Laura_at_125Pages 7 months ago
Original Review @ 125Pages.com Winesburg, Ohio is a series of interconnecting short stories (twenty-two in total) published in 1919. It is considered to be one of the earliest works of modernist literature and in 1998, the Modern Library rankedWinesburg, Ohio 24th on its list of the 100 best English-language novels of the 20th century. Focusing mainly on George Willard, a young man coming of age in the early 1900’s in a small town, all the stories revolve around the citizens in the town. Stories range from tales of the local doctor, school teacher and merchant. Tales of scandal, the women who was the first to have a driver for her carriage, family, the mother who is uninterested in raising her child, and love, a brief affair concerning the town doctor, showcase the citizens of the town. Over one hundred characters are mentioned, some only once and some weave through each story. It was interesting to see that gossip about others was prevalent in that time and that jealousy regarding monetary and social statuses were also heavily in play. There were very obvious social classes and the interaction between the haves and the have nots was a primary focus. This was a very fast read at only 180-ish pages and I did enjoy it. The pacing was quick, as each story was only a few pages long. The world building was superb. Sherwood Anderson created such a complete and well fleshed out world, I could picture the streets, the stores and the houses as I read. The characters fit well in the world and even though you only got glimpses into their world, I understood their motivations and actions. While Winesburg, Ohio is not a typical read for me now, I was a classic English lit major when I started college and have read a large amount of classics in the past. It was nice to get back to my reading roots and delve into a story (in this case stories) that don’t focus on social media mishaps, love found across a bar, or a helicopter parent. Not that I don’t enjoy reads like that, but sometimes focusing on the writing itself is a welcome change. Favorite lines – In all the babble of words that fell from the lips of the men with whom she adventured she was trying to find what would be for her the true word. Little pyramids of truth he erected and after erecting knocked them down again that he might have the truths to erect other pyramids.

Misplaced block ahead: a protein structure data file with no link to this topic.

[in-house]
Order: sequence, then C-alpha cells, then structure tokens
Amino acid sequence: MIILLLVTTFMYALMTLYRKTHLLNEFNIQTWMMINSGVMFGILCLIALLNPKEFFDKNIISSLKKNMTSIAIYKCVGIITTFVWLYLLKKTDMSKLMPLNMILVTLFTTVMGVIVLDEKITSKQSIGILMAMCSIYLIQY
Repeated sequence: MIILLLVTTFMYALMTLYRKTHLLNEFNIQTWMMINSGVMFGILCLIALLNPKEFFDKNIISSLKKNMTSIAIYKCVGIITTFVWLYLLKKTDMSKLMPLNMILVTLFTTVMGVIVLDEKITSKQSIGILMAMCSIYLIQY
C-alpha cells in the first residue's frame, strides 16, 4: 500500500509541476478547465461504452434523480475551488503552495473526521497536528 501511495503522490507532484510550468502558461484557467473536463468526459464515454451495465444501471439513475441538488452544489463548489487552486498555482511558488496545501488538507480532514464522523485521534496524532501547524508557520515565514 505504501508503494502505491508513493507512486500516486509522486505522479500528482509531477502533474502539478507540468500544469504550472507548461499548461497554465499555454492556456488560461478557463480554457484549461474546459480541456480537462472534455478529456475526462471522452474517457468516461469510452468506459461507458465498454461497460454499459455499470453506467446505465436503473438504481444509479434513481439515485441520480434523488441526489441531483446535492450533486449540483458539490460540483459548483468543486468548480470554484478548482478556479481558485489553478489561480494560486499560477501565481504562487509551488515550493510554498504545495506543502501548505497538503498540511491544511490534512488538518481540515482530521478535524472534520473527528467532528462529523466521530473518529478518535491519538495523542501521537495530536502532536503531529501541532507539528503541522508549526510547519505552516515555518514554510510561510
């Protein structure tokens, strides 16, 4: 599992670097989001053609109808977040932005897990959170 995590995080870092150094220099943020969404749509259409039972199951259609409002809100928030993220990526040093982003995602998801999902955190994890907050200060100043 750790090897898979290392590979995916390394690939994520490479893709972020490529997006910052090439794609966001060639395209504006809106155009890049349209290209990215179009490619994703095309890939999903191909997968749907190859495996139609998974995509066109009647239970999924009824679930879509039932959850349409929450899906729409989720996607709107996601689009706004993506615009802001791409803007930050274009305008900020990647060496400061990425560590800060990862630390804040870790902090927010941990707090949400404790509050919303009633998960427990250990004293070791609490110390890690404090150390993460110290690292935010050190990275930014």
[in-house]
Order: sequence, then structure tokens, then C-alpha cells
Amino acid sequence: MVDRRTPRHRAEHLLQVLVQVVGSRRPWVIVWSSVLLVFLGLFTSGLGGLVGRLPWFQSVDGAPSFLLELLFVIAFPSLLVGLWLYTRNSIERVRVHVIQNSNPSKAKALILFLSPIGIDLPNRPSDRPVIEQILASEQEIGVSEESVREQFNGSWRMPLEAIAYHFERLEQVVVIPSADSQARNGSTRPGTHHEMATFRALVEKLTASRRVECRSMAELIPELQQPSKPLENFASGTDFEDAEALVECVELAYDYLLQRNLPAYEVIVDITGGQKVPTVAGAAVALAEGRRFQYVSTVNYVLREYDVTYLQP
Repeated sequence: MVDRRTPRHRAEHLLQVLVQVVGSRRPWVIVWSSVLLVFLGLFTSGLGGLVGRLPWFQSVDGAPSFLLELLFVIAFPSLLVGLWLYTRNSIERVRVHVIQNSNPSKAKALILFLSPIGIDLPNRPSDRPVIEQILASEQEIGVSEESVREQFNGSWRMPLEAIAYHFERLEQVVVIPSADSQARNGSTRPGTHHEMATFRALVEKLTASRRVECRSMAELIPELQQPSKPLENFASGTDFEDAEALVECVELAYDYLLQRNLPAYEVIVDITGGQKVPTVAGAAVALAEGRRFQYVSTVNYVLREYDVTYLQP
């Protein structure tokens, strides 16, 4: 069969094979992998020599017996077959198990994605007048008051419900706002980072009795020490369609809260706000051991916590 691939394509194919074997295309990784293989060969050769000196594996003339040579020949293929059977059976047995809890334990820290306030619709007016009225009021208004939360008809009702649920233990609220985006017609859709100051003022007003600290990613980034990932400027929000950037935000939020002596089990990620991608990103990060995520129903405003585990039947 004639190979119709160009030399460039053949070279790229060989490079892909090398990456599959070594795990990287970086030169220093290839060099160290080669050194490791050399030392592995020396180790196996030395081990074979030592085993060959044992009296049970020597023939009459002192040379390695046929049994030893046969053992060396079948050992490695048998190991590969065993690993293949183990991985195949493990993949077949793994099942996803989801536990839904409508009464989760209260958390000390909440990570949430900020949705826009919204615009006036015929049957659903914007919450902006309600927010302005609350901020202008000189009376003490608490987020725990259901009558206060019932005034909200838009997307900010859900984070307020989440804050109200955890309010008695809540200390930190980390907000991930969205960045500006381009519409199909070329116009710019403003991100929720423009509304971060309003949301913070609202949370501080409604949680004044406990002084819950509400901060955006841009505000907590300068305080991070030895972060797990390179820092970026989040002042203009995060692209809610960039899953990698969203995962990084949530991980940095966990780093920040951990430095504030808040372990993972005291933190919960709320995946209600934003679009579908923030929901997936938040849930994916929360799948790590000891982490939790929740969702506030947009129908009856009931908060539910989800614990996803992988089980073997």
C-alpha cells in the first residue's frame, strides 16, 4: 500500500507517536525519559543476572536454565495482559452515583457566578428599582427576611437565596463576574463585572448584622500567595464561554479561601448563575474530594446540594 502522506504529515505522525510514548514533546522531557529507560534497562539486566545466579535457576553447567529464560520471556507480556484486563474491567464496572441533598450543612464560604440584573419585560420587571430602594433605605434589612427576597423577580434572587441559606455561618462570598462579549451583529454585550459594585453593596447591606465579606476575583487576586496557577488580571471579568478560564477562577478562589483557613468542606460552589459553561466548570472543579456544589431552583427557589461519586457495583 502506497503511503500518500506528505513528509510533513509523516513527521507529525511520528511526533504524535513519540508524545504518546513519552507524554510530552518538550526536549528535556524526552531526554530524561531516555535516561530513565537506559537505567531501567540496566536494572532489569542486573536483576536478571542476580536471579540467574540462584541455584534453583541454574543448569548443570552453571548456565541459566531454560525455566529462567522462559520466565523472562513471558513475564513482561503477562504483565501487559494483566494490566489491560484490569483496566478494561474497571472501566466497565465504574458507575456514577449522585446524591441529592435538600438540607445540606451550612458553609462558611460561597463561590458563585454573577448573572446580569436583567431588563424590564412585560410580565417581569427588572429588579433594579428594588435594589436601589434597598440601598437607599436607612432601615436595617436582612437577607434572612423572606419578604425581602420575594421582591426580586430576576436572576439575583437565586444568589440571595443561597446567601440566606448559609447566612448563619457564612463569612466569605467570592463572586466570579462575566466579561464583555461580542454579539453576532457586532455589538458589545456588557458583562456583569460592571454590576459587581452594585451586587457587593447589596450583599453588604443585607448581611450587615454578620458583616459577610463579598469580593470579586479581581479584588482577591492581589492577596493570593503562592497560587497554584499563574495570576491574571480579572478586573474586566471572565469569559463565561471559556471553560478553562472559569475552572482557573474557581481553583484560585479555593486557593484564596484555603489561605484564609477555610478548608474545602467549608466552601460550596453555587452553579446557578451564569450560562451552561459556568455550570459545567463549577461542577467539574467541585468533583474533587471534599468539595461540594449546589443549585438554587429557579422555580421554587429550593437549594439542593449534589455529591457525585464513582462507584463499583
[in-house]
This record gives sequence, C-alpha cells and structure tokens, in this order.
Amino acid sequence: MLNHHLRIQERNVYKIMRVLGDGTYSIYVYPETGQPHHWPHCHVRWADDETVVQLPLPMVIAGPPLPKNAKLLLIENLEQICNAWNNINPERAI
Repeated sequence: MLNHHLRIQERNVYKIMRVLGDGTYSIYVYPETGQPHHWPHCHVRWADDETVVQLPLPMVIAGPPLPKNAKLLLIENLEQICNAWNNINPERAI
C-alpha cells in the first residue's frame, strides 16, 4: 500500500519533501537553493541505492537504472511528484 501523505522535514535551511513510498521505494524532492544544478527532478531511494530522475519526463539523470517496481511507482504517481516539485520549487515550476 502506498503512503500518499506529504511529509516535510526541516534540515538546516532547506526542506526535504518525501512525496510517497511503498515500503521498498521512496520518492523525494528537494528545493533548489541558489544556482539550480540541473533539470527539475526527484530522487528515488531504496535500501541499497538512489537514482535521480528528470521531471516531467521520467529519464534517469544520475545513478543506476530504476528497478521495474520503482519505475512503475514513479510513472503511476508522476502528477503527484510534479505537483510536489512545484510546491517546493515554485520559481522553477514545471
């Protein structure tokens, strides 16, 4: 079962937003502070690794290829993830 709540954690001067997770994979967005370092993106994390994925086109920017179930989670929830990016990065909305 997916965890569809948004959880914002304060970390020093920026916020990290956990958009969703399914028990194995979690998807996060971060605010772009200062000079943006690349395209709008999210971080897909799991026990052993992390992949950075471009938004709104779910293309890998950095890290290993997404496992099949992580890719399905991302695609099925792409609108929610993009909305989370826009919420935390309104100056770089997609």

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Bookworm705 More than 1 year ago
This book was nothing at all what I had imagined. I haven't read it all as yet, but so far, it has been somewhat interesting as a collection of very short tales of various small town people and their ideosyncrasies. The writing style is nothing like any other I have noticed before, although one might see certain resemblances in the writings of Chekhov and Katherine Mansfield. I can't say that I can relate to most of the characters or to the situations portrayed, which might be why the tales seem interesting.